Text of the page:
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Newbie here.

I recently read about cognitive architectures (see: https://en.wikipedia.org/wiki/Cognitive_architecture). They are supposed to be modeled after the human mind and represent a promising approach towards artificial general intelligence (AGI).

My question is, however, why haven't these cognitive architectures achieved AGI yet? What are the specific limitations and roadblocks that cognitive architectures face?

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  • $\begingroup$ IMO the problem is we don't know how to train giant recurrent neural networks over very long timescales. There is likely some giant recurrent neural network that could do the task of AGI, running on current hardware - but we don't know how to find the weights for it. Gradient descent suffers from the vanishing/exploding gradient problem. $\endgroup$
    – causative
    May 12, 2021 at 4:00
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    $\begingroup$ Another way to look at it is, if you manually design a large software system such as a cognitive architecture, it's going to be full of bugs, because all large manually designed software systems are full of bugs, especially when they must interact with the real world. Thus what we need is some way of automatically ironing out the bugs. This is what gradient descent can do for neural networks, but it just doesn't do it well enough, and many cognitive architectures can't be backpropagated end-to-end anyway. $\endgroup$
    – causative
    May 12, 2021 at 4:06
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    $\begingroup$ @causative: a possibility could be to generate the code of that cognitive architecture software. This was suggested by Jacques Pitrat in his Artificial Beings: the Conscience of a Conscious Machine book, and with others I am trying to reimplement that idea for the RefPerSys project. However, such an approach needs years of work. Feel free to email me at [email protected] $\endgroup$ May 12, 2021 at 5:54
  • $\begingroup$ @Anonymous: I tend to believe that a full book could be written to answer your question. Did you consider starting your PhD on it? $\endgroup$ May 12, 2021 at 5:57
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    $\begingroup$ The key problem is understanding how humans and other creatures achieve a level of general intelligence. IMHO, unless we just stumble across something out of luck, until we understand and can define that in all its detail, we will be unable to define what is missing from our attempts so far. $\endgroup$ Apr 18, 2023 at 13:19

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This is a philosophical question that does not have a one-off answer.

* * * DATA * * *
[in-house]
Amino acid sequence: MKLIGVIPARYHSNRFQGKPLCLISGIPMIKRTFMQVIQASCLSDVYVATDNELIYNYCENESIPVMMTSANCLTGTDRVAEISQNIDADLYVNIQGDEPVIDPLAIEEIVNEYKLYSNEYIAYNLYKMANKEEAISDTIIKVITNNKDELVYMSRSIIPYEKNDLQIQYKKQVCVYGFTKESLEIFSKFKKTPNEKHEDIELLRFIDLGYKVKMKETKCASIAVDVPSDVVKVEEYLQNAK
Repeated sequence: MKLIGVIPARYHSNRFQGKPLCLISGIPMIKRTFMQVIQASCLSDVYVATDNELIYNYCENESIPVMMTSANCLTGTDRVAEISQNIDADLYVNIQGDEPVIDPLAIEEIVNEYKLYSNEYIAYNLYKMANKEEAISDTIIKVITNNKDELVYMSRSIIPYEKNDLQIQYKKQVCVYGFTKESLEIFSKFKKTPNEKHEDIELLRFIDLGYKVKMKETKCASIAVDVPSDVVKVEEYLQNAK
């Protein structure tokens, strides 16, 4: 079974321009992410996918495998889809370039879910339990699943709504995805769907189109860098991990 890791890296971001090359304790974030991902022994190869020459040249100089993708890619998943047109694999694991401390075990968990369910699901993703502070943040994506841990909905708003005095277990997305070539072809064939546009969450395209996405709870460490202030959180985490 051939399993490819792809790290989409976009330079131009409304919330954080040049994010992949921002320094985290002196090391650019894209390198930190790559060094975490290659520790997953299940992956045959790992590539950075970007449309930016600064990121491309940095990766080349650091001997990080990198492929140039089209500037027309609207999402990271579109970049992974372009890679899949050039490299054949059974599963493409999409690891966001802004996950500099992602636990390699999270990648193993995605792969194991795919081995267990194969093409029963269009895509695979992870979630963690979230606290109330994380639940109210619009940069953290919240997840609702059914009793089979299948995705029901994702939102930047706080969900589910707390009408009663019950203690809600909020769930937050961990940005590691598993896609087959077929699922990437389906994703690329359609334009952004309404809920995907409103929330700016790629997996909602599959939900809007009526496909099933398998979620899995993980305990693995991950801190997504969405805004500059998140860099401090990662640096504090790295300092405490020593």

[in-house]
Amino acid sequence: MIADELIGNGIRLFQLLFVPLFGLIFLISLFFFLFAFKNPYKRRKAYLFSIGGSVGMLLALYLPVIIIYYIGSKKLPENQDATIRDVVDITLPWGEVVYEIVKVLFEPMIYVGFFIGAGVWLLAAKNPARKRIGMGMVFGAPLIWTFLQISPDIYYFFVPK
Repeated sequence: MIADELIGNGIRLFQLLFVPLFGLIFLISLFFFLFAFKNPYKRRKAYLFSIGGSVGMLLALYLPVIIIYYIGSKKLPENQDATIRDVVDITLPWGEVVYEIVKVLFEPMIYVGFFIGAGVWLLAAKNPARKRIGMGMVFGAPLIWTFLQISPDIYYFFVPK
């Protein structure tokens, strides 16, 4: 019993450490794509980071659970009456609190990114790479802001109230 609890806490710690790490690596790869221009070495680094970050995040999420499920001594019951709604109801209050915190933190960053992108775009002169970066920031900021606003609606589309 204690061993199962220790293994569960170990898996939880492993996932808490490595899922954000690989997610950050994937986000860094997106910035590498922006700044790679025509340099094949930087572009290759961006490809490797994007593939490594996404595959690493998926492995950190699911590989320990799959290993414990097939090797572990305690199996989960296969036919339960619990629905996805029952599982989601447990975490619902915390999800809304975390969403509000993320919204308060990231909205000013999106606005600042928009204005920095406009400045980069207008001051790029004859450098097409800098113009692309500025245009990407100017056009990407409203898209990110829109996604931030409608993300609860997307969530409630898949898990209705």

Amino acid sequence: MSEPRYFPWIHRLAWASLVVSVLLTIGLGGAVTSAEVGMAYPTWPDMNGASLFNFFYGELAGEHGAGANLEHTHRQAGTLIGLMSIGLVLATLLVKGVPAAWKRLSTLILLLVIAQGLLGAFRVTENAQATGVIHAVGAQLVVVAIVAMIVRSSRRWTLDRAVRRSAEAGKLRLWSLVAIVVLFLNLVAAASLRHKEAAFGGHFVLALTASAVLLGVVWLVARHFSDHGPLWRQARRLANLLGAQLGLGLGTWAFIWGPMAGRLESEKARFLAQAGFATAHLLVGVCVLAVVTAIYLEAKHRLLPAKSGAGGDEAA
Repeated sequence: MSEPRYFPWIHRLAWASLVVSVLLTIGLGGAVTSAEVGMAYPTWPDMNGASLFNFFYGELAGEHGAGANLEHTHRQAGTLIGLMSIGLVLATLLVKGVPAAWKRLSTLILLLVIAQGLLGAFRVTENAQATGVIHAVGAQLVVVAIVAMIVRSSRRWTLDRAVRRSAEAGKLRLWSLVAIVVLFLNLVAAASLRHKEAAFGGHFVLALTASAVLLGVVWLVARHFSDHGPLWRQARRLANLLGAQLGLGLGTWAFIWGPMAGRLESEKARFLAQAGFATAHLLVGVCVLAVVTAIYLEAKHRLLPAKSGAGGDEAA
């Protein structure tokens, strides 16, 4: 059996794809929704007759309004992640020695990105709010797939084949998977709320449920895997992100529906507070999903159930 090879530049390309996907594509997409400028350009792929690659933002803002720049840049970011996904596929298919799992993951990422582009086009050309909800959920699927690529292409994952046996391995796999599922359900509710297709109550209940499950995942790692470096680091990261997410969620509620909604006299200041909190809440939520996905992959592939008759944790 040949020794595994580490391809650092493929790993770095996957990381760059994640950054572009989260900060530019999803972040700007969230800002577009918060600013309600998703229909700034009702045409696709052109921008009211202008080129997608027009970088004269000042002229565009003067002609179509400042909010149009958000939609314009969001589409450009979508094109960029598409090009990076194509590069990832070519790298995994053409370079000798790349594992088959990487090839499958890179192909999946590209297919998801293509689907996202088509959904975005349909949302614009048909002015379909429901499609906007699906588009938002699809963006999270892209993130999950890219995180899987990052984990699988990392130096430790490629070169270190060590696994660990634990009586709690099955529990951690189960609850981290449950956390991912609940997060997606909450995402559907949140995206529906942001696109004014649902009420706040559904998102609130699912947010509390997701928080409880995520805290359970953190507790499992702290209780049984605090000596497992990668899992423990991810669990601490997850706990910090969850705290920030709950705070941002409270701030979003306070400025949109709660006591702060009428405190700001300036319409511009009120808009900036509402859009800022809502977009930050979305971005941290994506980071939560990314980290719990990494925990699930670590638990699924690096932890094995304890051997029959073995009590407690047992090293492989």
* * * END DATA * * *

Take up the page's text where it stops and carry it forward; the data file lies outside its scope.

If I may suggest a quick thought:

Our brains are trained on millions of tasks when we grow up (recognising so many objects, emotions, actions, etc.), that if we were to make one giant neural network, and we train them on so many tasks, perhaps we can achieve a human like response.

As for 'consciousness'. Do any of us really know how that works? Is that due to the neural networks in our brain or something more intangible (that spark of life)? I'm not so sure of it, but it surely seems more complex than any of the deep learning models I've seen.

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  • $\begingroup$ This is not necessarily a philosophical question, if one precisely defines AGI and how to measure it. So, it could be a scientific question, but we probably don't know the scientific answer to the question. $\endgroup$
    – nbro
    Apr 18, 2023 at 21:54
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That article only describes a way of thinking about and modeling the sort of cognitive capabilities that can lead to AGI. The thoughts and models are in no way a clear and certain roadmap to achieving AGI. And, even if they were, there are many implementation hurdles that would still need to be cleared to realize this.

Grady Booch summed this up pretty well in a recent tweet:

https://twitter.com/Grady_Booch/status/1615284029594697728 We do not yet - nor do I expect we will anytime in the future - have the proper architecture for the semantics of causality, abductive reasoning, common sense reasoning, theory of mind and of self, or subjective experience.

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